Some kids naturally love PE classes, either because they enjoy sports or they relish the opportunity to get out from behind a desk and burn off excess energy. However, for those who aren’t fans of exercise, PE is not a class to look forward to. Sometimes PE teachers face a tough job getting students engaged and motivated in their lessons, so let’s take a look at some tactics that can help.
0.75x 1x 1.25x 1.5x 2x 0:0004:37 Teaching Social Skills in Physical Education [Interactive] Subscribe on Apple PodcastsGoogle PodcastsPlayer EmbedShare Leave a ReviewListen in a New
0.75x 1x 1.25x 1.5x 2x 0:00… What is SPARK? Evidence, Innovation, Impact [Interactive] Subscribe on Apple PodcastsGoogle PodcastsPlayer EmbedShare Leave a ReviewListen in a New
If you know me, you know I am in LOVE with bicycles and kids—actually, any wheeled vehicle that kids can spin around on and be mobile. Bicycles, scooters, unicycles all have wheels. And when you learn to ride, all have fun, freedom, and serve as a functional way for students and families to move aerobically, outside of the school day. The benefits are never ending, giving our students and families the confidence and competence to be life-long movers of physical literacy. Before I share some of my experiences, let’s get to the nuts and bolts.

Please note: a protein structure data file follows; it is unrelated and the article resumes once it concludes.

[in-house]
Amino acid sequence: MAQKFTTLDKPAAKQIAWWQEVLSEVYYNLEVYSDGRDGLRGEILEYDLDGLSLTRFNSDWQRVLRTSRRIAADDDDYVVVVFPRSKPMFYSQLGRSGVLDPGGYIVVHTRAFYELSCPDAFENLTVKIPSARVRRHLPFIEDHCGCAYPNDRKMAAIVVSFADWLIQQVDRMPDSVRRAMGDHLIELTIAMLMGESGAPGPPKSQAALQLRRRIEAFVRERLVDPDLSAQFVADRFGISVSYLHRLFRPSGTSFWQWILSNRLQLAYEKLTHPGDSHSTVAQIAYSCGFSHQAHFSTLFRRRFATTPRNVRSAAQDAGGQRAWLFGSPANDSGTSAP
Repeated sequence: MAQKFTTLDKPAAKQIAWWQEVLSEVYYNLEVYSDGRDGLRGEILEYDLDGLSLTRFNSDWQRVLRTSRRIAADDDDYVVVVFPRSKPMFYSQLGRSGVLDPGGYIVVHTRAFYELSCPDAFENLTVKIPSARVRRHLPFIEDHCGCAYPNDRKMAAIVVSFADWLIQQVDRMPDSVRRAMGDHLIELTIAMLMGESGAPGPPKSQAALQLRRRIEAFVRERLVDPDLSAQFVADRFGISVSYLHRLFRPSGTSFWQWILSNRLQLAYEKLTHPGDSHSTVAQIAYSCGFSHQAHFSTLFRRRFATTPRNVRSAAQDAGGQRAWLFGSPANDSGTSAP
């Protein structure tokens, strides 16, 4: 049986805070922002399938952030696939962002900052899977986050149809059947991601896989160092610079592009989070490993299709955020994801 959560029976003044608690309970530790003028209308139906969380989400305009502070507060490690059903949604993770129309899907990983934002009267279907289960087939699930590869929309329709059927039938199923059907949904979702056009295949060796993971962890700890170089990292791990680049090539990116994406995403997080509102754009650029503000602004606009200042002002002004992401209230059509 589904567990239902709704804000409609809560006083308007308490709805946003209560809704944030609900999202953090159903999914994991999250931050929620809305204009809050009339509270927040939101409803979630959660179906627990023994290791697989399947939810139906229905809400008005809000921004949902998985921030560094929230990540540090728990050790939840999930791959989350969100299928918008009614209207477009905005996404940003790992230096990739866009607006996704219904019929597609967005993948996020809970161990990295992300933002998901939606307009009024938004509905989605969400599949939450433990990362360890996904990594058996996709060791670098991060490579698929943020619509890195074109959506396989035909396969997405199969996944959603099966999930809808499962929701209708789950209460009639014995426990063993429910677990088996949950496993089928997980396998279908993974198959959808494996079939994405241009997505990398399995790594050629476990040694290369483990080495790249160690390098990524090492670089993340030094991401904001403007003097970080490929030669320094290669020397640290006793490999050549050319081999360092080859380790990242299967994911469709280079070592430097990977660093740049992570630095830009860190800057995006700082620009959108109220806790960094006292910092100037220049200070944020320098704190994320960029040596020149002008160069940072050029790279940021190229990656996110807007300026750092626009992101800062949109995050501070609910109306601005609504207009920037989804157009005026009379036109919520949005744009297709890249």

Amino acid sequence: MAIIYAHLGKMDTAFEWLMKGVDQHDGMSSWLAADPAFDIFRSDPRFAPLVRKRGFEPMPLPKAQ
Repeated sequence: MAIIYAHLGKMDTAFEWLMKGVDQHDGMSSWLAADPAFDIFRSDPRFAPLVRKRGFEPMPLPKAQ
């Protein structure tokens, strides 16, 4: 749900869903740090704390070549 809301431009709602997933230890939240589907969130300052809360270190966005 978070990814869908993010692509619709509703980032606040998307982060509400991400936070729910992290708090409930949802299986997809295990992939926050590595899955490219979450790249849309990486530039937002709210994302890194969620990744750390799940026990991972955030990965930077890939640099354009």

Are you interested in connecting your Physical Education classes with your community? SPARK it up by inviting family members to their child’s class and have them witness firsthand what it is all about inside your gym. Physical Education looks a lot different than it did when the parents of our students went to school, and it is time for them to PARTICIPATE in the difference!
My path to SPARK differed from those of Jim and Paul. I grew up in rural Canada where my mother was my elementary school teacher and taught grades 1, 2, and 3 simultaneously in a 2-room schoolhouse. Although she had no background in physical education, she ensured all students had twice-daily physical activity breaks—even during cold and long winters.
In the words of that famous physical educator from the great state of Massachusetts,
“Ask not, what SPARK can do for you. Ask what you can do for SPARK.”
When Julie approached me about writing an article in celebration of SPARK’s 30th birthday, a lot of different thoughts and approaches to the task entered my mind.
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